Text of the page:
All energy in Nunavut is provided by fossil fuels. Fossil fuels are burned to provide the energy needed for electricity, heat, and modes of transportation. However, when we burn those fuels, we are causing measurable harm to the environment around us, particularly with the release of greenhouse gases (GHGs) such as carbon dioxide and methane. GHGs are known to cause climate change.
Climate change is caused by what is known as the “greenhouse effect.” This is whenheatemitted from the Earth’s surface (usually in the form of reflected sunlight) is kept in the atmosphere. Under normal circumstances, naturally occurring GHGs such as water vapor and carbon dioxidekeep the Earth at a habitable temperature by trapping this heat.However, with the increased burning of fossil fuels, more greenhouse gases are entering the atmosphere, resulting in more energy being trapped, which in turn warms the Earth’s surface. These increased surface temperatures create a number of atmospheric effects, which is what is known as climate change.
Climate change has, and will continue to have profound impacts on the arctic environment we live in. Observable changes include increased frequency of extreme weather patterns, thinner sea ice, earlier and faster sea ice break-up, and changes in wildlife distribution patterns. All of these impacts have implications for Nunavummiut, especially those who depend on hunting and fishing for their livelihood.
Recognizing this reality, the Government of Nunavut is working to reduce greenhouse gases through a number of agreements and strategies. In 2007, through the Council of Federation, the GN signed on to an agreement with all other provinces and territories that signified its intent to measure and reduce greenhouse gas emissions. Similarly, the GN’s energy strategy, Ikummatiit, seeks to reduce impacts on the environment by reducing energy-related emissions which contribute to climate change. To date, the GN has taken steps toward honoring these commitments by completing a territory-wide GHG database to measure Nunavut’s GHG emissions, as well as reducing emissions through the Nunavut Energy Management Program.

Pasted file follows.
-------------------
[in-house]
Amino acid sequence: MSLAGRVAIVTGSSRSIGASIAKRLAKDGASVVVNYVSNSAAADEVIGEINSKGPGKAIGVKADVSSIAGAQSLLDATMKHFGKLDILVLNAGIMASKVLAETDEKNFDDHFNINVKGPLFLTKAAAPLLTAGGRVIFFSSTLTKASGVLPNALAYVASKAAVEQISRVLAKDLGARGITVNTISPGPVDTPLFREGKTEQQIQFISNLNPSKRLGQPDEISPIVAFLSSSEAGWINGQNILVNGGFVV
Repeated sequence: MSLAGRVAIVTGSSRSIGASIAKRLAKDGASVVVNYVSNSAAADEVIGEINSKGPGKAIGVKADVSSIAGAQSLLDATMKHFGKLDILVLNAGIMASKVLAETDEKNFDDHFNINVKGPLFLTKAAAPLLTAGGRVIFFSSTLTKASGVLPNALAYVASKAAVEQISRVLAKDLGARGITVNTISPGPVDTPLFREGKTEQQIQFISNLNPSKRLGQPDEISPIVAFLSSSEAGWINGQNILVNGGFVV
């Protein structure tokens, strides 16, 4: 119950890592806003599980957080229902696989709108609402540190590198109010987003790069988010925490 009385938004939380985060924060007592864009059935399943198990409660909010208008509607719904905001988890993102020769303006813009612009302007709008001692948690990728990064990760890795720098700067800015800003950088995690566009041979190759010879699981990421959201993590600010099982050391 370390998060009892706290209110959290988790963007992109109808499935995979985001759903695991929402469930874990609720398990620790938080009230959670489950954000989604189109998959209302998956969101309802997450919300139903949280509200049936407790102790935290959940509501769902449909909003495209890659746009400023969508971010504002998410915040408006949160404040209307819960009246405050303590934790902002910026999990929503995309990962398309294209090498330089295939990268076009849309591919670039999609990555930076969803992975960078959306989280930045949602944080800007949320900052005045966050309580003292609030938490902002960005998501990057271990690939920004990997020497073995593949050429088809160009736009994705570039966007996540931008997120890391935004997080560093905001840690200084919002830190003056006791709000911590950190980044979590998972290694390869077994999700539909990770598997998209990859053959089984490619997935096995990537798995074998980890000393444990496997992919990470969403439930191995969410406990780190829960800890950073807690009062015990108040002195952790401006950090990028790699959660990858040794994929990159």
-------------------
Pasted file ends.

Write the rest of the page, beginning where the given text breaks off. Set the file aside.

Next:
Nunavut’s first GHG database, which was recently completed by the Energy Secretariat, breaks down GHG emissions by energy end use for each community. In this way trends can be analyzed and mitigation efforts tracked. For instance, territory-wide GHG emissions in 2014 were 473,813 tonnes of C02e, which is up 14,941tonnes from 2009.
While it is true GHG emissions have been increasing over time, the GN is currently acting to reduce those emissions. Since 2008, the Nunavut Energy Management Program has retrofitted 39 government-owned buildings in Iqaluit with energy efficient technologies such as LED lights, solar hot water heating, and solar wall air preheating. These retrofits are estimated to have reduced C02e emissions by 1,270 tonnes per year.
While much work remains to be done, the GN continues to look for opportunities in which to reduce the amount of fossil fuels we burn and decrease the amount of GHG emissions being released into the environment. Individual Nunavummiut can do their part too by conserving energy and ensuring that our land, water, and air are healthy for generations to come.